For whatever reason it seems that in some countries the level of dishonesty and corruption is higher. There might be a good reason for it such as poverty, authoritarian government, and so on. The reason I bring this is up is because as guilty as Hwang is he didn't act alone. Some of his collaborators knew about it, but in general I think the same stuff would be very likely to go on in South Korea, because of some specific socal or cultural factors. Somebody mentioned on the news how scientists in many Asian countries achieve this level of celebrity. As Americans we would not even understand this easily - young teenagers wanting to hang up posters of Bohr in their bedrooms instead of posters of Paris Hilton!? One one side this is admirable as it bring up people who want to learn for the sake of learning, on the other side it puts enourmous pressure on the scientist. It is also difficult when the goverment is very authoritarian and will provide funding but then will keep the gun to your head until you get some results. So the two forces - the temptation for fame and fortune coupled with pressure form the government that wants to show off to other countries will create this situation where individuals will cheat and fake their results.

    I don't think that Hwang should not be held responsible -- I believe he will be punished severely for shaming the country -- but I think his case also says something about the whole South Korean culture. Not to be prejudicial but from now on anything that comes out of SK's academia will be taken with a "grain of salt."

    High levels of courrption and dishonesty is why I came to this country from the former Soviet Union -- it was possible to live there and even to become very rich but only at the expense of lying, stealing, cheating and bribing. I could and did not want to function in such a society so I came to the U.S. As much as people complain about the government and society here, I think it is still the best one that exists as far as a collective sense of honesty and accountability goes.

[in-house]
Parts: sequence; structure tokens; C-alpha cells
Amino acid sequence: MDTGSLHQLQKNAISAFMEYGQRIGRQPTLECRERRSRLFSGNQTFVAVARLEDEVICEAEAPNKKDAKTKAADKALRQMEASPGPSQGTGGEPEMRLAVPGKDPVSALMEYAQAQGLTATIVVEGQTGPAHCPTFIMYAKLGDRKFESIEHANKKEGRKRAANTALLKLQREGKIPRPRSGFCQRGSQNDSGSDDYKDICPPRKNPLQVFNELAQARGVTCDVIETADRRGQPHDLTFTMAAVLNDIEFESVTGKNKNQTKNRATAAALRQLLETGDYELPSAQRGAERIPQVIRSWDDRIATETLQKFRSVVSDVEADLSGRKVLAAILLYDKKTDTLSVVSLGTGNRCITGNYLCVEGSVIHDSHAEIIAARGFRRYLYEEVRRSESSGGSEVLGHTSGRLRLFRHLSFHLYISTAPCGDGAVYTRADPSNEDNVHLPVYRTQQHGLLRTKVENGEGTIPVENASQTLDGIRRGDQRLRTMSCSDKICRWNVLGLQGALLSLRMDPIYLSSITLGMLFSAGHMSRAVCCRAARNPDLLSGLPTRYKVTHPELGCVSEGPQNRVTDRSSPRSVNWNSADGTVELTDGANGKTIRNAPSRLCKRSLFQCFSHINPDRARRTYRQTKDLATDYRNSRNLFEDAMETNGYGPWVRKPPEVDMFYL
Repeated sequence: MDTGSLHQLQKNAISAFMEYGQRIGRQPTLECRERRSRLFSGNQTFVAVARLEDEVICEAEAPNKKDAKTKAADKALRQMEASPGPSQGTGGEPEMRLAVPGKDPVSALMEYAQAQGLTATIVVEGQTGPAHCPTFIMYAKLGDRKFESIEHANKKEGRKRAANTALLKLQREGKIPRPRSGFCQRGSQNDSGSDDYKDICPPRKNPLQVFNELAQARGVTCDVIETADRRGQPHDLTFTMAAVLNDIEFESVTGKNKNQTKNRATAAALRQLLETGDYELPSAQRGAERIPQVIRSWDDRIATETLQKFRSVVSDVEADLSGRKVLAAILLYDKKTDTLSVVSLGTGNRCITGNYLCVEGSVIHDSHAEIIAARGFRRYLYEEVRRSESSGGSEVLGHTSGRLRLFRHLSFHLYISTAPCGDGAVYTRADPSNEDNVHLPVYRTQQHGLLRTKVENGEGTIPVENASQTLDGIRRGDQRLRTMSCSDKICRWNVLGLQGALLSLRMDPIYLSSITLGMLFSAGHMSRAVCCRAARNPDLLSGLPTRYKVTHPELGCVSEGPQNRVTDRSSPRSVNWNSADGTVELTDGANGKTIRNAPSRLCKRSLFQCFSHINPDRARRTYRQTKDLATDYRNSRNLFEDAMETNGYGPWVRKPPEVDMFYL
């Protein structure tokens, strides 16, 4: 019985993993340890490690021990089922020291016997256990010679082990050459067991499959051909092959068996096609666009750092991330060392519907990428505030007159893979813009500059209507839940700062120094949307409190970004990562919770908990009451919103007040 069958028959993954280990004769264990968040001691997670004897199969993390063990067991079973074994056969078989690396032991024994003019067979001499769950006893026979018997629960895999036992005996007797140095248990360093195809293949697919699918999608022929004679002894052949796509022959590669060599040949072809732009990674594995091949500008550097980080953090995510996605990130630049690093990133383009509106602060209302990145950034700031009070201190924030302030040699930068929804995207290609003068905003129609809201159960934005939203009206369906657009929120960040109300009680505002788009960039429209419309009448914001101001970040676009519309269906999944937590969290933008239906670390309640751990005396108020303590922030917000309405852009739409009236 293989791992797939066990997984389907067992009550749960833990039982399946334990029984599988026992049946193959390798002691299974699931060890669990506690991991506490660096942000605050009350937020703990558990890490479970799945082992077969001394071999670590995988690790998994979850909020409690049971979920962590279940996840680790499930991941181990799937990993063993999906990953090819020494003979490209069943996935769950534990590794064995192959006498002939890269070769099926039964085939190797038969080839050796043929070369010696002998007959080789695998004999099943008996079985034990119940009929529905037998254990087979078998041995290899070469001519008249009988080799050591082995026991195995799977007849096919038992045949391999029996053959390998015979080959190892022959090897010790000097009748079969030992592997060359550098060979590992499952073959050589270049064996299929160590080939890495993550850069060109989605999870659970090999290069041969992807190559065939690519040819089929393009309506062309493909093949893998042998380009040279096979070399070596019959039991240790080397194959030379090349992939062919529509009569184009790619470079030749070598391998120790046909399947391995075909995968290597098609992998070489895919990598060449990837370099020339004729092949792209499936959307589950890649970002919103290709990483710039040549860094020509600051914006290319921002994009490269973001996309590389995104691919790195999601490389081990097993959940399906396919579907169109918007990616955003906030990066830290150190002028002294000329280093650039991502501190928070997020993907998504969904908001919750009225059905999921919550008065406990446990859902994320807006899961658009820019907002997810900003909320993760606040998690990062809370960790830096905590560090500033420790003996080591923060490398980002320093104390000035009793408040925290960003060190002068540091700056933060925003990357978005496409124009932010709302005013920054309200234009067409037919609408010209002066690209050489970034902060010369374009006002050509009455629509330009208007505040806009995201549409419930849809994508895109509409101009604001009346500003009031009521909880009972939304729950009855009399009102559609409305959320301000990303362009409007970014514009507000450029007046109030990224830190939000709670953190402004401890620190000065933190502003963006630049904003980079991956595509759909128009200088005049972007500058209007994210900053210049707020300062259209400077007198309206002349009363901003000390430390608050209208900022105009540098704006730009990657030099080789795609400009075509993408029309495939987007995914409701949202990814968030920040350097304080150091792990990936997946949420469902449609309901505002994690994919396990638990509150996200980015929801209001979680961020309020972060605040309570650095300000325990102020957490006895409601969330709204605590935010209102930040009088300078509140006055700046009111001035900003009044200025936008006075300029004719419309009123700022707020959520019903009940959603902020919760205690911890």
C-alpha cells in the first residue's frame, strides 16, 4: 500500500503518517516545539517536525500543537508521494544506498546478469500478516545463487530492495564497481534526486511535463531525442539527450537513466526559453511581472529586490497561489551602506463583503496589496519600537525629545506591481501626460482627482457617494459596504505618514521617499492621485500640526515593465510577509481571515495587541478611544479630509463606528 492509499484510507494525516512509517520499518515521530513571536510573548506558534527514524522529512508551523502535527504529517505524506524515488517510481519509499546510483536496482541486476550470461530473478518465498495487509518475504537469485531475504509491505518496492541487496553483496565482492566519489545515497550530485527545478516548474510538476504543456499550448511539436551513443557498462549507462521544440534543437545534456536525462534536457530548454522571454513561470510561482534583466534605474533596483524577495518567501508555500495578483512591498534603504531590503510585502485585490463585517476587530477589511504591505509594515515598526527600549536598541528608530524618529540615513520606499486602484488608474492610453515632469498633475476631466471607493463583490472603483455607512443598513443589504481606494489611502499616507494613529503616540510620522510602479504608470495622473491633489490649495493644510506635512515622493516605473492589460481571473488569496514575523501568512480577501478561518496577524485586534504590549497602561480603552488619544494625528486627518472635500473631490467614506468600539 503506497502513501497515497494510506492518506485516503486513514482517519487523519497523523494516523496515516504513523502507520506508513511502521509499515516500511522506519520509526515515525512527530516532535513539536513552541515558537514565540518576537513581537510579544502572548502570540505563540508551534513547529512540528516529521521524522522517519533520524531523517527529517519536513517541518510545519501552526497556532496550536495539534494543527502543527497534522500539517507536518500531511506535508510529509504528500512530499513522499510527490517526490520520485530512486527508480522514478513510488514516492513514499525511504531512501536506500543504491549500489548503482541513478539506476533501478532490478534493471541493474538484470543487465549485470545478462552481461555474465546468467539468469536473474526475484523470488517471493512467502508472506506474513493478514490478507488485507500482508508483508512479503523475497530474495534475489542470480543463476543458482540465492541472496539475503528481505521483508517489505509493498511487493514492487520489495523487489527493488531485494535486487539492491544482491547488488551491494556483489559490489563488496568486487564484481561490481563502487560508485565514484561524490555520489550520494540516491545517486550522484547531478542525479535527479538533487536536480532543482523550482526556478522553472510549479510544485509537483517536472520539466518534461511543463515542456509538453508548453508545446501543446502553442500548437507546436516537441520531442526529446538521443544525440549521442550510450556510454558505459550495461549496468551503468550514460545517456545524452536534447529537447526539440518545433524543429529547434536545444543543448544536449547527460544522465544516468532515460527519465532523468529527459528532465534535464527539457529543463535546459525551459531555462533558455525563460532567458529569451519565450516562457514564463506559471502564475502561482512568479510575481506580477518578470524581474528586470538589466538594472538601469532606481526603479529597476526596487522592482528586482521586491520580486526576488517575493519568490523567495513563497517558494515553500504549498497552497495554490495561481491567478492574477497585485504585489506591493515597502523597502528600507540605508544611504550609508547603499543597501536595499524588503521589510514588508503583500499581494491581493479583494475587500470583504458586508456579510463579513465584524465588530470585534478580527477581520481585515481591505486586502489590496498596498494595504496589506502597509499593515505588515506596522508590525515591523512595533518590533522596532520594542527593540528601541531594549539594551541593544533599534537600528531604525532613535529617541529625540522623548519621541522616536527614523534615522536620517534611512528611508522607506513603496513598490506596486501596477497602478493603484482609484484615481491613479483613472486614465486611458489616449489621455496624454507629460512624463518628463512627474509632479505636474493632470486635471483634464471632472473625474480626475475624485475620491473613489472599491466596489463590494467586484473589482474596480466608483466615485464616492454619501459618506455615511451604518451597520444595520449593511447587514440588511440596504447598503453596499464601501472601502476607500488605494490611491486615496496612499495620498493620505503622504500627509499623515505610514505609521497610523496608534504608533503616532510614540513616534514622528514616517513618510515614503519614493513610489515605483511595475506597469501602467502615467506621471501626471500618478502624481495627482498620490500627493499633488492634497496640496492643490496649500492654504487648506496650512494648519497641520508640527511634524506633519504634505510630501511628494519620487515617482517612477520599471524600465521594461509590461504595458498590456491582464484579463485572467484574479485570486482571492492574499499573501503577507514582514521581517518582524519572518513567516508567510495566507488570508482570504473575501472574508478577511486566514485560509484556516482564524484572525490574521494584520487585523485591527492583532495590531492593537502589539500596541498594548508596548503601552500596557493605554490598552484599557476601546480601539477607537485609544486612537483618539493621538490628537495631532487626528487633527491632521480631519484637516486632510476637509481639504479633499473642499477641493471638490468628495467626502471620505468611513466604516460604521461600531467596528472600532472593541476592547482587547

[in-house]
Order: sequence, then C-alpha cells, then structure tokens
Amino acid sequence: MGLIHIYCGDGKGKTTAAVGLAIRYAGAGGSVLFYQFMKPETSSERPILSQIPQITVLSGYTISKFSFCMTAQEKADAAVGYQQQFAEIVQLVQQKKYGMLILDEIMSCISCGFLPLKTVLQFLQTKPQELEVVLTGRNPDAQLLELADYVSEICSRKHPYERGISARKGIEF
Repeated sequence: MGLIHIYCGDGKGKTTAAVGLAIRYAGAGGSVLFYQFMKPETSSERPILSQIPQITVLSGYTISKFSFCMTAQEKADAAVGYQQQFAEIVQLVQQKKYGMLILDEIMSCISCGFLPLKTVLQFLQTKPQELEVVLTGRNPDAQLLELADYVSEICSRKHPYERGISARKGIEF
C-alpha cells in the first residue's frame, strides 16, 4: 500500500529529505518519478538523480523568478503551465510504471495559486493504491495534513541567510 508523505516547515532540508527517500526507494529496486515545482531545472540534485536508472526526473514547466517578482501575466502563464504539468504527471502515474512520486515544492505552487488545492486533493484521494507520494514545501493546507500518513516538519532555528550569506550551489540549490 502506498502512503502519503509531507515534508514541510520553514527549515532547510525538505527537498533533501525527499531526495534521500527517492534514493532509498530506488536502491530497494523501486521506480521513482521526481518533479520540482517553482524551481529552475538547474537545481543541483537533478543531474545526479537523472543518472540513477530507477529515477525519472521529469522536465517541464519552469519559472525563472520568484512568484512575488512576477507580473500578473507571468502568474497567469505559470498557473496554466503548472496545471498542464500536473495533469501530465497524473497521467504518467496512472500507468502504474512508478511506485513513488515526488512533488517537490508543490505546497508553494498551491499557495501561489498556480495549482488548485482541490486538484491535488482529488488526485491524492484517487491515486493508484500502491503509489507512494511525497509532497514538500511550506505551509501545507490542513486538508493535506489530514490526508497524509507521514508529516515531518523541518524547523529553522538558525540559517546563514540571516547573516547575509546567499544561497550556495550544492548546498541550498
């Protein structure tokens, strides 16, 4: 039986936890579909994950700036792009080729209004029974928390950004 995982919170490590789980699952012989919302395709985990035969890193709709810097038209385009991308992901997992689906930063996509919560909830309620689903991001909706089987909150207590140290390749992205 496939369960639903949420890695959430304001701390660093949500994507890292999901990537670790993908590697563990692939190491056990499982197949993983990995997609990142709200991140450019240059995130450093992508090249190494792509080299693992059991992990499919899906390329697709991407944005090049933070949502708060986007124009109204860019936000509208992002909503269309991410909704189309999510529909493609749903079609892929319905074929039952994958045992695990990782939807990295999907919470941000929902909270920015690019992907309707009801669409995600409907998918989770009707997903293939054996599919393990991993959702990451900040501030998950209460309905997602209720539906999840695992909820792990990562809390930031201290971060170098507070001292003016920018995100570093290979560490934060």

• Some reaserch reward structures make fraud more attractive. Governments that provide large amounts of money for scientific research without adequate oversight would fall in this category -- the temptation dangles in front of the researcher, and the odds of getting rich outweigh the odds of getting caught.

      Governments that punish failure are also in this category; a scientist who finds himself damned either way will feel the pressure to produce.

    • Not to be prejudicial but from now on anything that comes out of SK's academia will be taken with a "grain of salt."

      We might add that the scientific community as a whole has a long history of this approach. It's called "reproducibility", and standard procedure is to apply it to all results from all labs.

      I'd suggest that we do such in this case, and dispense with the legal and political attacks. Either Dr Hwang's results are reproducible and thus credible, or they aren't reproducible and should be dismisse
      • "In some cases, you find that a particular lab's results have always been easily reproducible, so you start accepting them before they've been independently tested. But that should be the special case. The default should be that everything is considered tentative until independently verified."

        No, there should not be ANY special cases like you mention. A past history of reproducibility is not a valid indicator of the reproducability of new results. You have no way of knowing if the lab made a mistake or chan
        • In principle, I'd strongly agree, and so would most scientists. But in the real world, people often don't have that luxury. We don't always have the resources or the time. No matter what we wish, the fact that X has published a string of 20 papers over 10 years that have all been checked and found perfectly correct will have an effect on even the most skeptical. So X's latest results will be accepted at face value, at least for a while.